Driving by the majority of Russians is routinely reckless, and has claimed more than 35,000 lives each year. Reckless driving habits, the lack of proper training, and a mixture of very old to modern model cars, all contributes to a high death rate on the roads. Drivers attack their art with an equal mix of aggressiveness and incompetence. Guidelines are lax and rarely followed. As a pedestrian, take great care when crossing the roads, as pedestrian crossings are widely ignored. Most drivers are not very well trained and forged their driving licences to avoid problems with the police. More importantly, the rapidly expanding economy has led to an increase in traffic density. Driving in the tunnels is perhaps even more dangerous than driving on the roads — the tunnels are improperly built as a result of under-investment, and they claim even more casualties than on the roads. If uncertain, it's best to not drive under any circumstances.
When driving you must not be under the influence of alcohol. Russian law has a zero tolerance for this, imposing as a punishment the loss of licences for 2 years but, despite this, traffic accidents and fatalities remain high in Russia. If you are pulled over by the DPS Russian Traffic Police, don't worry — they will simply check your papers, although you will expect harassment by officials. By law, the DPS should not take your money or try to solicit a bribe — if that happens, you are entitled to report it to the nearest police station. Under no circumstances try to run away from them — if you do, they will pursuit you and even shoot your vehicle, even if you do not posses any firearms with you.
Parking spaces in Russia are very poorly marked and disorganized and there are very few, if non-existent, safe parking spaces for vehicles. Many vehicles are seen parked on sidewalks, on shoulder roads, even on residential buildings due to the lack of parking curbs and markings, making most vehicles highly insecure, even on urban areas, and potential hazards among traffic when attempting to enter/exit the parking even though there is hardly any.
There is a mistaken belief that everyone in Russia must carry identification papers. This is not the case. However, a lack of proper identification, while not punishable in itself, can lead to 3-hour detention "for identification purposes". Formally, arbitrary document checks are not permitted. They do still happen, though with far less frequency than previously, especially in the larger cities. Document checks are now more likely in places with little tourism - some police officers have very narrow notions of what should be appropriate for tourists.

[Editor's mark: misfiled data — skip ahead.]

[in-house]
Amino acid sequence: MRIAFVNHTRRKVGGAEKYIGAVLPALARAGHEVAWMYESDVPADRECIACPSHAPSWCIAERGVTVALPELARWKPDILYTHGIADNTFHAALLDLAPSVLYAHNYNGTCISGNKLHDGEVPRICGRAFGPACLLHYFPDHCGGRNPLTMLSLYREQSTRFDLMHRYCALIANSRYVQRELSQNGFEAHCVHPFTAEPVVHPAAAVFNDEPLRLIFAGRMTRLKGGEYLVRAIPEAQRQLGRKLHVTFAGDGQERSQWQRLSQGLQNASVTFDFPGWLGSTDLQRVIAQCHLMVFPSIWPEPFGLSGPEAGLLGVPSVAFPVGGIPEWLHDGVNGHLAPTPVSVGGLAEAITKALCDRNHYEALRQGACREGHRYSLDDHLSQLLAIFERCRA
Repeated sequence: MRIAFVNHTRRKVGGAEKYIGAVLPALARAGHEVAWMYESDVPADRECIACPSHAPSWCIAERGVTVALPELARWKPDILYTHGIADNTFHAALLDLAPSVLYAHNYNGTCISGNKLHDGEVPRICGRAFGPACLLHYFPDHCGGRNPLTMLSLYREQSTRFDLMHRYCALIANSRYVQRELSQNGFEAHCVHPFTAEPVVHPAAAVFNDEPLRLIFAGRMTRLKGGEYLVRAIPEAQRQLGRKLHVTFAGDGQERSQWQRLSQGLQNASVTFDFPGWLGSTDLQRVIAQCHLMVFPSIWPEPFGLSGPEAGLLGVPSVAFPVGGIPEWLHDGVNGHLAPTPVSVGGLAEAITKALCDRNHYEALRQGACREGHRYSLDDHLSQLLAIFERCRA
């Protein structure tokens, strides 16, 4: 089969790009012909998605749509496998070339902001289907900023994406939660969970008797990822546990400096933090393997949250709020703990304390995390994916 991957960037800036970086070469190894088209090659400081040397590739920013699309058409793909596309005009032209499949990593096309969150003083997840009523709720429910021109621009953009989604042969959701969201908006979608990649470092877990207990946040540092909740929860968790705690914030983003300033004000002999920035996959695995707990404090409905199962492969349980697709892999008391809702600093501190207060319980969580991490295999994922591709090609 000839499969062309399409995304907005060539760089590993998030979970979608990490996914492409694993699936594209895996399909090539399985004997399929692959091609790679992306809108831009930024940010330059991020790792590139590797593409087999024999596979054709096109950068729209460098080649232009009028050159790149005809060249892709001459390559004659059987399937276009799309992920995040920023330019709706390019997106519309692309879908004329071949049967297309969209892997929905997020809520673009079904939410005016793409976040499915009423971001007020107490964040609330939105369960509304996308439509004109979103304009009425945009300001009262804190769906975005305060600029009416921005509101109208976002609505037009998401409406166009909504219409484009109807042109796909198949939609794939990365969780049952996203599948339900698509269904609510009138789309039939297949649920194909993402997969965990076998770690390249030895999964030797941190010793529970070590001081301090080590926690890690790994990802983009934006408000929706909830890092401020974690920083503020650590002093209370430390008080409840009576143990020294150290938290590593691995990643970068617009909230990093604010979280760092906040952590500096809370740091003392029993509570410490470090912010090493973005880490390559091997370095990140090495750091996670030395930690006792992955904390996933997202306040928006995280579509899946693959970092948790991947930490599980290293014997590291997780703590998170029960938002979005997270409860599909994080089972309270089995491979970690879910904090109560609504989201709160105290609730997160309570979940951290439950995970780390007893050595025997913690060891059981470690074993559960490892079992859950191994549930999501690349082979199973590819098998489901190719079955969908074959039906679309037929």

Having no documents can lead to being held for up to 3 h but not arrested. The detention should not be behind bars and you should not be deprived of your belongings such as mobile phone: you can be taken to a police station, where you will end up sitting on a chair in a normal room while police "identify" you, but again, this rarely happens. Like most countries, you can be arrested if you are suspected of having committed a crime, but being unable to provide ID is not a crime and carry no penalty. No physical force can used in the detaining, unless you apply it first. If you are stopped, be confident and remember that police officers are forbidden from shouting at you. The passport checks that do happen are primarily targeted at darker skinned people who are suspected of being illegal immigrants. Western-looking, white people are very rarely asked on the street for ID.
To spare yourself of potential problems, you may choose to carry your passport, migration card and registration slip on you. If you do, keep a separate photocopy just in case.
Being stopped for ID is not necessarily a pretext for a bribe. Normally a police officer will salute and ask for your passport listen out for words like 'paspart', 'veeza' or 'dakumenty'. Hand these to them, they will look at them, hand them back and salute you. While generally an unnerving experience for first time tourists, there is nothing sinister in this.